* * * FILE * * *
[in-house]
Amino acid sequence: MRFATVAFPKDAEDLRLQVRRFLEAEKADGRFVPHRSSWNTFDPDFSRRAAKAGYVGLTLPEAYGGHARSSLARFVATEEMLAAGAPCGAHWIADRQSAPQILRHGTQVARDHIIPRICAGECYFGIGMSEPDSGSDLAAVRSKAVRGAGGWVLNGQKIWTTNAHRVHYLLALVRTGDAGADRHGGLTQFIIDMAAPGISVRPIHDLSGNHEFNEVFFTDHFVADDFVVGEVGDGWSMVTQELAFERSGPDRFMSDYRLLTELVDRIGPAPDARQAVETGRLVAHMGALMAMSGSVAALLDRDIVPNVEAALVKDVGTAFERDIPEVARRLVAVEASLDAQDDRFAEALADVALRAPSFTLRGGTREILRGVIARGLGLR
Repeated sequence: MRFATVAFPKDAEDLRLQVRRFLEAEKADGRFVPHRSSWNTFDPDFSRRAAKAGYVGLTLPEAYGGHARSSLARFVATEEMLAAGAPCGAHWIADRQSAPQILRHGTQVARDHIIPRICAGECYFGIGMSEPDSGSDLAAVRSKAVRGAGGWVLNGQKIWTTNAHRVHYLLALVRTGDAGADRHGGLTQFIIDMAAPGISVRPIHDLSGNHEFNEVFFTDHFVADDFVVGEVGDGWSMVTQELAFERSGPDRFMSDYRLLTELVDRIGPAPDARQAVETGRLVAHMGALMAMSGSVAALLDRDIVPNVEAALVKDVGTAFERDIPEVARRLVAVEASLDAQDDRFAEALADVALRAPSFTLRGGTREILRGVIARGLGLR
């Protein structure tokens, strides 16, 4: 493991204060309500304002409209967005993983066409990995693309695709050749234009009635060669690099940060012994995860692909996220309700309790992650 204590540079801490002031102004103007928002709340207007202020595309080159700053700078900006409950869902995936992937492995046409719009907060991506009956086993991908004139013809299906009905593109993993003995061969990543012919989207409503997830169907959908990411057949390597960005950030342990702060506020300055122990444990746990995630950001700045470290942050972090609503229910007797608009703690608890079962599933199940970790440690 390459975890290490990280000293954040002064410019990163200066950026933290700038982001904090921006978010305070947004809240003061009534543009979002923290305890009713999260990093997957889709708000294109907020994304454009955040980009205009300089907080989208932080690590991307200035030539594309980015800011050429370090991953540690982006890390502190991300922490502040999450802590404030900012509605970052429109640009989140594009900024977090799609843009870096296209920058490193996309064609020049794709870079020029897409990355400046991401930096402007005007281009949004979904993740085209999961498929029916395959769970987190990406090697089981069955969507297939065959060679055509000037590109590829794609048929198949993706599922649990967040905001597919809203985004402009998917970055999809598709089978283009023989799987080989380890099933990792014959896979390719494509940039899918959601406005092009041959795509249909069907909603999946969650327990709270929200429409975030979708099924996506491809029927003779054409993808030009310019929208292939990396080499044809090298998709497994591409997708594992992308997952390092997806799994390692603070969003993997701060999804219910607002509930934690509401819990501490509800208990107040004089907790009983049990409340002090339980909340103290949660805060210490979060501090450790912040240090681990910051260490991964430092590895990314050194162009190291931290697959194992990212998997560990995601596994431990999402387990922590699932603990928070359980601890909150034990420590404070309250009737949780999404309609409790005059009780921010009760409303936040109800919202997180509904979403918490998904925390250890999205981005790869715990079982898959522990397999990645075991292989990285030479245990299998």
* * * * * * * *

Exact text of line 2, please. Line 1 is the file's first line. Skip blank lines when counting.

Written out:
Amino acid sequence: MRFATVAFPKDAEDLRLQVRRFLEAEKADGRFVPHRSSWNTFDPDFSRRAAKAGYVGLTLPEAYGGHARSSLARFVATEEMLAAGAPCGAHWIADRQSAPQILRHGTQVARDHIIPRICAGECYFGIGMSEPDSGSDLAAVRSKAVRGAGGWVLNGQKIWTTNAHRVHYLLALVRTGDAGADRHGGLTQFIIDMAAPGISVRPIHDLSGNHEFNEVFFTDHFVADDFVVGEVGDGWSMVTQELAFERSGPDRFMSDYRLLTELVDRIGPAPDARQAVETGRLVAHMGALMAMSGSVAALLDRDIVPNVEAALVKDVGTAFERDIPEVARRLVAVEASLDAQDDRFAEALADVALRAPSFTLRGGTREILRGVIARGLGLR